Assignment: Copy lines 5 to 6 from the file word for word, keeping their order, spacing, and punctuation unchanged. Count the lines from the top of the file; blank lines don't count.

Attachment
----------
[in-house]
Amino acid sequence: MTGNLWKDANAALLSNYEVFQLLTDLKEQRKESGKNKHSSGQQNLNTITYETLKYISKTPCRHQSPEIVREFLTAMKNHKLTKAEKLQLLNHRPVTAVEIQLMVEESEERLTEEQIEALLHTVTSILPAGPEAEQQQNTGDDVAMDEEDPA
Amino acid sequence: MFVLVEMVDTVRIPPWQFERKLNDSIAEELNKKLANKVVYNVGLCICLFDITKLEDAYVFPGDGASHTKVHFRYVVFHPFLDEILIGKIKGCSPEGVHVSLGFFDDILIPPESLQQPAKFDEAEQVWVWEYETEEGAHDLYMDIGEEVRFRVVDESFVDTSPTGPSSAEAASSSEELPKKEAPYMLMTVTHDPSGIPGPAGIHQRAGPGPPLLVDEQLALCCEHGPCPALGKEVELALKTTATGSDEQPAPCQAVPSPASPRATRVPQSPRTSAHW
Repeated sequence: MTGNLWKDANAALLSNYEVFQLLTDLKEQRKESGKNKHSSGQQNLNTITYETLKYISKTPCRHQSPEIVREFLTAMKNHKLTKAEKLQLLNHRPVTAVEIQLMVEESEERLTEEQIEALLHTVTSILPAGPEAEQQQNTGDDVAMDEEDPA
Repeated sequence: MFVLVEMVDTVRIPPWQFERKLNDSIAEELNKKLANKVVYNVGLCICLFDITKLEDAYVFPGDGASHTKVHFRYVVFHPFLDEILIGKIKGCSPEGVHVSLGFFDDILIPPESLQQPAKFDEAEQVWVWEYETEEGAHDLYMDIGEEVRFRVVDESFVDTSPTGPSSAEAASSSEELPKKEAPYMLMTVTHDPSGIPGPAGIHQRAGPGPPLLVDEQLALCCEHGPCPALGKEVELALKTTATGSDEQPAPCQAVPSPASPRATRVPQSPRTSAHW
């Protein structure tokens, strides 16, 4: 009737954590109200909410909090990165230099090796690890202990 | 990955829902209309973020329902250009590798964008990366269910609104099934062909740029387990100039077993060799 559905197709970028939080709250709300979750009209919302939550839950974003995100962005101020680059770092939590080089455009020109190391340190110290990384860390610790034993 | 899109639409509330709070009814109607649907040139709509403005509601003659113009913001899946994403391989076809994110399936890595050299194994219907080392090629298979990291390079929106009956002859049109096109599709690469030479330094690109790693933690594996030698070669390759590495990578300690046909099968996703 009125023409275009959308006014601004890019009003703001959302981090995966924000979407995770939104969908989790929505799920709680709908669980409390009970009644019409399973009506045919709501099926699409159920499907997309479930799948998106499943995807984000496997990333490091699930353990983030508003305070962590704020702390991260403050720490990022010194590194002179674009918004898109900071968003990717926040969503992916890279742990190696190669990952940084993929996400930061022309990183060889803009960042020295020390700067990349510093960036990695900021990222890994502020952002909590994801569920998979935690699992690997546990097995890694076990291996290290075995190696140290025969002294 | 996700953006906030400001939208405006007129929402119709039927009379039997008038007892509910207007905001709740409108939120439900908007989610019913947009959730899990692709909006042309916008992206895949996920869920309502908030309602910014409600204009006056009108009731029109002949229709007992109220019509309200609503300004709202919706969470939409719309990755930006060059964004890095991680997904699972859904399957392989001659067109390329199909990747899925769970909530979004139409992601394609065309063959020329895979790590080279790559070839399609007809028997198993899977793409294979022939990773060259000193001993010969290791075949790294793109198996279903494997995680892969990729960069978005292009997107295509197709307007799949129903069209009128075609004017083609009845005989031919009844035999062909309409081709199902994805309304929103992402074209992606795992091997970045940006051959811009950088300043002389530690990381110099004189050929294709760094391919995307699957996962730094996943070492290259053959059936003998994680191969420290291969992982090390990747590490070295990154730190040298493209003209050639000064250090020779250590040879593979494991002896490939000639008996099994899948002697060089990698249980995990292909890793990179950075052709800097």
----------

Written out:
Repeated sequence: MFVLVEMVDTVRIPPWQFERKLNDSIAEELNKKLANKVVYNVGLCICLFDITKLEDAYVFPGDGASHTKVHFRYVVFHPFLDEILIGKIKGCSPEGVHVSLGFFDDILIPPESLQQPAKFDEAEQVWVWEYETEEGAHDLYMDIGEEVRFRVVDESFVDTSPTGPSSAEAASSSEELPKKEAPYMLMTVTHDPSGIPGPAGIHQRAGPGPPLLVDEQLALCCEHGPCPALGKEVELALKTTATGSDEQPAPCQAVPSPASPRATRVPQSPRTSAHW
């Protein structure tokens, strides 16, 4: 009737954590109200909410909090990165230099090796690890202990 | 990955829902209309973020329902250009590798964008990366269910609104099934062909740029387990100039077993060799 559905197709970028939080709250709300979750009209919302939550839950974003995100962005101020680059770092939590080089455009020109190391340190110290990384860390610790034993 | 899109639409509330709070009814109607649907040139709509403005509601003659113009913001899946994403391989076809994110399936890595050299194994219907080392090629298979990291390079929106009956002859049109096109599709690469030479330094690109790693933690594996030698070669390759590495990578300690046909099968996703 009125023409275009959308006014601004890019009003703001959302981090995966924000979407995770939104969908989790929505799920709680709908669980409390009970009644019409399973009506045919709501099926699409159920499907997309479930799948998106499943995807984000496997990333490091699930353990983030508003305070962590704020702390991260403050720490990022010194590194002179674009918004898109900071968003990717926040969503992916890279742990190696190669990952940084993929996400930061022309990183060889803009960042020295020390700067990349510093960036990695900021990222890994502020952002909590994801569920998979935690699992690997546990097995890694076990291996290290075995190696140290025969002294 | 996700953006906030400001939208405006007129929402119709039927009379039997008038007892509910207007905001709740409108939120439900908007989610019913947009959730899990692709909006042309916008992206895949996920869920309502908030309602910014409600204009006056009108009731029109002949229709007992109220019509309200609503300004709202919706969470939409719309990755930006060059964004890095991680997904699972859904399957392989001659067109390329199909990747899925769970909530979004139409992601394609065309063959020329895979790590080279790559070839399609007809028997198993899977793409294979022939990773060259000193001993010969290791075949790294793109198996279903494997995680892969990729960069978005292009997107295509197709307007799949129903069209009128075609004017083609009845005989031919009844035999062909309409081709199902994805309304929103992402074209992606795992091997970045940006051959811009950088300043002389530690990381110099004189050929294709760094391919995307699957996962730094996943070492290259053959059936003998994680191969420290291969992982090390990747590490070295990154730190040298493209003209050639000064250090020779250590040879593979494991002896490939000639008996099994899948002697060089990698249980995990292909890793990179950075052709800097």